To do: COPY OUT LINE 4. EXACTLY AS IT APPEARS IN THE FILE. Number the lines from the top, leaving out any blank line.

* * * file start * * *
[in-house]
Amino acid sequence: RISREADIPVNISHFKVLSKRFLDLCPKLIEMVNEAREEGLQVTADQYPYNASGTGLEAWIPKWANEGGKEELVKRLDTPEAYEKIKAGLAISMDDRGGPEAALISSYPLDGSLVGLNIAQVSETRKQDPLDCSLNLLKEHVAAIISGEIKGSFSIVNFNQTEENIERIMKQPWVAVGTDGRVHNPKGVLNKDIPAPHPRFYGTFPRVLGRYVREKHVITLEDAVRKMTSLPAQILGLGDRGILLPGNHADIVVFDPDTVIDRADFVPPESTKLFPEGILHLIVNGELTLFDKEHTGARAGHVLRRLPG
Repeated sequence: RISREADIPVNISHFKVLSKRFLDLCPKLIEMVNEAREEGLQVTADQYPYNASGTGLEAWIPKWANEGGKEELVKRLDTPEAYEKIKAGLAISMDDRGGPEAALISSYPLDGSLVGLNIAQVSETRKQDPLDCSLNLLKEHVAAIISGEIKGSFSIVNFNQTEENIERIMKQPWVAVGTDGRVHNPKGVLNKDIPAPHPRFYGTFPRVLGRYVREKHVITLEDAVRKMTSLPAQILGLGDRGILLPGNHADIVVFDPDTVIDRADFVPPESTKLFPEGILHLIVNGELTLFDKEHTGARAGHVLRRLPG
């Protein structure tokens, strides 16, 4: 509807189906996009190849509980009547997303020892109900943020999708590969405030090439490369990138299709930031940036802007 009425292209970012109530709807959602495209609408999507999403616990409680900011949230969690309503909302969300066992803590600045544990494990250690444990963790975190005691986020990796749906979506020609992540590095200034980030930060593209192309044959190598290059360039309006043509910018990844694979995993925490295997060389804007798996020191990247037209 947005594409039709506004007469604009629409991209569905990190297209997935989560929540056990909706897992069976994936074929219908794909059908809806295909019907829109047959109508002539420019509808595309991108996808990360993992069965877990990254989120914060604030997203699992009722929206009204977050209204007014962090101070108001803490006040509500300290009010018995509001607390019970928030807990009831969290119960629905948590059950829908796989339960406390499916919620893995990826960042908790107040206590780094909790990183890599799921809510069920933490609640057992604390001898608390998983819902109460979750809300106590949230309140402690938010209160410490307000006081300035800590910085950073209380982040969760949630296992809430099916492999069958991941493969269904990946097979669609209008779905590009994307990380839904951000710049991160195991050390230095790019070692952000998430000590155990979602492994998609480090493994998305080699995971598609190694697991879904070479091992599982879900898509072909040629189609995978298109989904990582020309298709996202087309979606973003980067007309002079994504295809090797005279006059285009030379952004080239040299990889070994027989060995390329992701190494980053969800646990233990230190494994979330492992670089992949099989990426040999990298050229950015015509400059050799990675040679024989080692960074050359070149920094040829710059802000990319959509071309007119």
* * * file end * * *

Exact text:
């Protein structure tokens, strides 16, 4: 509807189906996009190849509980009547997303020892109900943020999708590969405030090439490369990138299709930031940036802007 009425292209970012109530709807959602495209609408999507999403616990409680900011949230969690309503909302969300066992803590600045544990494990250690444990963790975190005691986020990796749906979506020609992540590095200034980030930060593209192309044959190598290059360039309006043509910018990844694979995993925490295997060389804007798996020191990247037209 947005594409039709506004007469604009629409991209569905990190297209997935989560929540056990909706897992069976994936074929219908794909059908809806295909019907829109047959109508002539420019509808595309991108996808990360993992069965877990990254989120914060604030997203699992009722929206009204977050209204007014962090101070108001803490006040509500300290009010018995509001607390019970928030807990009831969290119960629905948590059950829908796989339960406390499916919620893995990826960042908790107040206590780094909790990183890599799921809510069920933490609640057992604390001898608390998983819902109460979750809300106590949230309140402690938010209160410490307000006081300035800590910085950073209380982040969760949630296992809430099916492999069958991941493969269904990946097979669609209008779905590009994307990380839904951000710049991160195991050390230095790019070692952000998430000590155990979602492994998609480090493994998305080699995971598609190694697991879904070479091992599982879900898509072909040629189609995978298109989904990582020309298709996202087309979606973003980067007309002079994504295809090797005279006059285009030379952004080239040299990889070994027989060995390329992701190494980053969800646990233990230190494994979330492992670089992949099989990426040999990298050229950015015509400059050799990675040679024989080692960074050359070149920094040829710059802000990319959509071309007119």